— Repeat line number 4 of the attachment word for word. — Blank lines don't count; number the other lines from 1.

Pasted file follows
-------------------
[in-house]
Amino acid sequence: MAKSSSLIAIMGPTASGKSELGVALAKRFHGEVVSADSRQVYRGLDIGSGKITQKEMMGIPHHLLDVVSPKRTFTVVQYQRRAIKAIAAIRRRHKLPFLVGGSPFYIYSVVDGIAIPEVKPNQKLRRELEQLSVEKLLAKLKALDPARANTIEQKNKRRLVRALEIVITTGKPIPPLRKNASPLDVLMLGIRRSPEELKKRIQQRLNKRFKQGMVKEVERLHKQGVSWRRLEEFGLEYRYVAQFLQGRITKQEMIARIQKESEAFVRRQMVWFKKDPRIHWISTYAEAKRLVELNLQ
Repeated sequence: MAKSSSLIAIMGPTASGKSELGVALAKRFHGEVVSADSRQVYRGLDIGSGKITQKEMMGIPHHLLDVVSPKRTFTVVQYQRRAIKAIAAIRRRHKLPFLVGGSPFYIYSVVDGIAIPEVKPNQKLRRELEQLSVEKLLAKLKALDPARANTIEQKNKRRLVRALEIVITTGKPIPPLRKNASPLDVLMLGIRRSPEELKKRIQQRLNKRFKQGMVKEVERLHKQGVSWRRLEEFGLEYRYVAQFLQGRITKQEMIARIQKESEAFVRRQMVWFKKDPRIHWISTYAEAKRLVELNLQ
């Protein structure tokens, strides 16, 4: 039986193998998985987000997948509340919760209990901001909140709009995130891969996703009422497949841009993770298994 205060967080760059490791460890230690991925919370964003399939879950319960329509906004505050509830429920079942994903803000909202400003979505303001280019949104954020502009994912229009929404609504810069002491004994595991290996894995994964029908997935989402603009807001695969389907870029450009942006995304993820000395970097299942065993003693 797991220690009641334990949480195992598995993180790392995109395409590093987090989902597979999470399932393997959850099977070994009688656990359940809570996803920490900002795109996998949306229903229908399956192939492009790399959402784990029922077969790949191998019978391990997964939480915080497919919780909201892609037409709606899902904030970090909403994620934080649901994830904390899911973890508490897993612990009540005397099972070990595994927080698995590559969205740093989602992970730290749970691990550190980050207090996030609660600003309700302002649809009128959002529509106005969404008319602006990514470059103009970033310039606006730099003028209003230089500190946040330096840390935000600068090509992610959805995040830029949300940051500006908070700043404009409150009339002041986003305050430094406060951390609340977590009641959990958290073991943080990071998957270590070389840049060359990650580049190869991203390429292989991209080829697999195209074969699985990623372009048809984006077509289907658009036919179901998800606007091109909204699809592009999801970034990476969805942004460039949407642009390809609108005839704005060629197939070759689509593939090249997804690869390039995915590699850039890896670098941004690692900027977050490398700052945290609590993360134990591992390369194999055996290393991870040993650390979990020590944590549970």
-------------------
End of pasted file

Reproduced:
């Protein structure tokens, strides 16, 4: 039986193998998985987000997948509340919760209990901001909140709009995130891969996703009422497949841009993770298994 205060967080760059490791460890230690991925919370964003399939879950319960329509906004505050509830429920079942994903803000909202400003979505303001280019949104954020502009994912229009929404609504810069002491004994595991290996894995994964029908997935989402603009807001695969389907870029450009942006995304993820000395970097299942065993003693 797991220690009641334990949480195992598995993180790392995109395409590093987090989902597979999470399932393997959850099977070994009688656990359940809570996803920490900002795109996998949306229903229908399956192939492009790399959402784990029922077969790949191998019978391990997964939480915080497919919780909201892609037409709606899902904030970090909403994620934080649901994830904390899911973890508490897993612990009540005397099972070990595994927080698995590559969205740093989602992970730290749970691990550190980050207090996030609660600003309700302002649809009128959002529509106005969404008319602006990514470059103009970033310039606006730099003028209003230089500190946040330096840390935000600068090509992610959805995040830029949300940051500006908070700043404009409150009339002041986003305050430094406060951390609340977590009641959990958290073991943080990071998957270590070389840049060359990650580049190869991203390429292989991209080829697999195209074969699985990623372009048809984006077509289907658009036919179901998800606007091109909204699809592009999801970034990476969805942004460039949407642009390809609108005839704005060629197939070759689509593939090249997804690869390039995915590699850039890896670098941004690692900027977050490398700052945290609590993360134990591992390369194999055996290393991870040993650390979990020590944590549970």